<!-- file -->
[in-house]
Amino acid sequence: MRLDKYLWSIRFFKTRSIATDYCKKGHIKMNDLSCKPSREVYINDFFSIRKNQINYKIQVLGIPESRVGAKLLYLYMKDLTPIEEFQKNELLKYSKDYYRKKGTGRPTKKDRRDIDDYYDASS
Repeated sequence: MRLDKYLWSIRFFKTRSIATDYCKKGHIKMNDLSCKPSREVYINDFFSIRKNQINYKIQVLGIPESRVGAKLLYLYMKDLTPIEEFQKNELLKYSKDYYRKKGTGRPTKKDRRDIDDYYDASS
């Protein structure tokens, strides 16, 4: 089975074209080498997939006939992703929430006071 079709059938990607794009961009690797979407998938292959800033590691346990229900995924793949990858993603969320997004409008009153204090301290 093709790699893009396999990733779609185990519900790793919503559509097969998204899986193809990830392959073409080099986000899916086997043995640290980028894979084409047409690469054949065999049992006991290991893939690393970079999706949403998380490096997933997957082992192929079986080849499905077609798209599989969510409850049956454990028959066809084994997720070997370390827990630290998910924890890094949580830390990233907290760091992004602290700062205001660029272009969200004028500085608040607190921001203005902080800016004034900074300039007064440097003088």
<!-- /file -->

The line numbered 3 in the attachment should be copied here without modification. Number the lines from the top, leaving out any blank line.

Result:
Repeated sequence: MRLDKYLWSIRFFKTRSIATDYCKKGHIKMNDLSCKPSREVYINDFFSIRKNQINYKIQVLGIPESRVGAKLLYLYMKDLTPIEEFQKNELLKYSKDYYRKKGTGRPTKKDRRDIDDYYDASS